Community HealthCorps relieves woes of health needs
By Emily Ballard
Naomi Dews’ life as a student at Baylor took an unexpected turn after her father passed in 2010 because of diabetic complications. The following year, she joined Community HealthCorps, a national service organization whose mission is to make health care more accessible to underprivileged people.
Ronald Dews was unable to receive adequate healthcare and education about his condition. Dews said she believes her father would have benefited from being better educated about his condition and from receiving a health care discount Community HealthCorps could have provided him if he would have known about the system.
“I want to give back to people and help save other fathers,” Dews said.
The limited knowledge about health conditions can hinder patients’ chance for recovery or healthcare management. In a study of over 2,000 Americans, the American Diabetes Association found that a majority of Americans lack basic knowledge of diabetes, which will affect one out of three adults in America if current trends continue.
Community HealthCorps across the country delivers a number of services to underprivileged people in need of health care including educating people about nutrition and disease management, helping people navigate and access healthcare and ensuring veteran support.
“As a member, it was rewarding seeing patient stake control of their lives when I’d educate them about diabetes,” Dews said. “I’m all about empowering people.” One of her goals is to inform diabetes patients that the numbers assigned to their blood glucose levels are not arbitrary numbers but something that can be controlled.
The Waco division of Community HealthCorps is recruiting students or recent graduates to work the upcoming term that begins Sept. 1 and extends through July 31, 2015. Members receive a stipend every two weeks, health and dental insurance, childcare if needed and will work around students’ schedules, Dews said.
Community HealthCorps member receive the Segal AmeriCorps Education award, worth $5,645, upon completion of 1700 hours of service in a year. The money included in the award encourages members to pursue higher education and can be used up to seven years after the award is received, according to their website.
Dr. Lauren Barron, a primary care physician, works at the Family Health Clinic which partners with Community HealthCorps in delivering healthcare to Waco area residents. She said the program seems like a hidden gem for students who are looking for work.
“It’s too good to be true,” she said.
Dews said applicants do not have to be pre-health majors or have pre-health degrees to work for the organization. An art major and a history major are part of the Waco team this year. A desire to serve the community, however, is a requirement.
“We think of health as having many facets,” Dews said. “We try to integrate your sills into our program.”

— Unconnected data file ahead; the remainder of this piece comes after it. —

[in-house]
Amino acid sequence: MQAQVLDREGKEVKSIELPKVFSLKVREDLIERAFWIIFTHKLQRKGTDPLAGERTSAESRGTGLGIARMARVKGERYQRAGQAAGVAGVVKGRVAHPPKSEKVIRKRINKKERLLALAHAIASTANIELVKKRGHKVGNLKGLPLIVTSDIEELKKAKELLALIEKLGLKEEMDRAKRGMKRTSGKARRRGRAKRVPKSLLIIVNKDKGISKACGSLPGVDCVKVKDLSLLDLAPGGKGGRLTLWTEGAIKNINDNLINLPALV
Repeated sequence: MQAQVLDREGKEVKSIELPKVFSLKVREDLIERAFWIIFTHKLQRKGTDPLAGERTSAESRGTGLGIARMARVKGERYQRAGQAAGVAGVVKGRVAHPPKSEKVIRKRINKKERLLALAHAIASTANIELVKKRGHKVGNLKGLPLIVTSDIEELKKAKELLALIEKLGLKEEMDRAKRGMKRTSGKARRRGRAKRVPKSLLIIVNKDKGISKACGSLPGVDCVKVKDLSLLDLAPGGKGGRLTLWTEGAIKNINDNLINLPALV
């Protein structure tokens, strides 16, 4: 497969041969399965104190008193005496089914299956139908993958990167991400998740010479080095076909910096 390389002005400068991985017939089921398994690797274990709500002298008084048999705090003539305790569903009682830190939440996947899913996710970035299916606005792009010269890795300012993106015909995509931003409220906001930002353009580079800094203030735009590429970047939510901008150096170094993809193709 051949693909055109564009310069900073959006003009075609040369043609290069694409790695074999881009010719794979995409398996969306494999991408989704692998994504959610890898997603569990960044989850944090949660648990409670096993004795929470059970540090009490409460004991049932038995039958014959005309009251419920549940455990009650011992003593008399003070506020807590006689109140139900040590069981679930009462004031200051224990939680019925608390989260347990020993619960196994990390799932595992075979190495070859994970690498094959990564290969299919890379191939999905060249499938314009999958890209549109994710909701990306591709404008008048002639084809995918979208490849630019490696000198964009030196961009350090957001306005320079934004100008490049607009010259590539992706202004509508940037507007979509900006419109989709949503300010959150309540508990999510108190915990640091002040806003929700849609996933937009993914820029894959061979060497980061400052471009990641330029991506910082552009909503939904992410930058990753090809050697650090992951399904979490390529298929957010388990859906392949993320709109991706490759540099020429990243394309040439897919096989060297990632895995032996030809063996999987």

Community HealthCorps member Preston Blackburn graduated from Baylor this past December with a degree in fashion merchandising. He has visited local Waco ISD schools to talk to children about dental hygiene and the tooth fairy and to adolescents about sex education.
“I think it’s a taste of the real world,” Blackburn said. “You have to explain things to people in ways that make them know you care. You understand that outside Baylor there’s a whole new world that you wouldn’t have access to otherwise.”
His main task is to help ex-offenders re-integrate into community after jail. His love for socializing helps his complete these tasks, he said.
“I really enjoy being able to call patients with good news and letting them know they’ve been approved or qualify for a certain program and knowing you make a difference in someone’s life,” Blackburn said.
He explained that even though his work is enjoyable, navigating the U.S. healthcare system poses a challenge for seeing whether or not patients qualify for health insurance. He helps patients send their health information to the national healthcare headquarters who would make the decision. Since the decision was made to not extend Medicaid, fewer people receive healthcare benefits.
“Sometimes you have those cases where there’s not much you can do, even when in your heart you want to. But we can direct them elsewhere,” he said.
Community HealthCorps members can extend their service up to four years. Dews said she has a couple of members who are in their gap year between undergraduate studies and medical school or nursing school.
As she transitioned from a member to coordinator, she now oversees hiring, training and evaluating the performance of the 22 HealthCorps members in Waco. She also organizes service projects and team building activities.
Blackburn will be using his education award money to pursue a master’s degree in business administration.
“I feel like Community HealthCorps shows you other things you might be interested in,” Blackburn said. “I learned I want to be more of a leader.”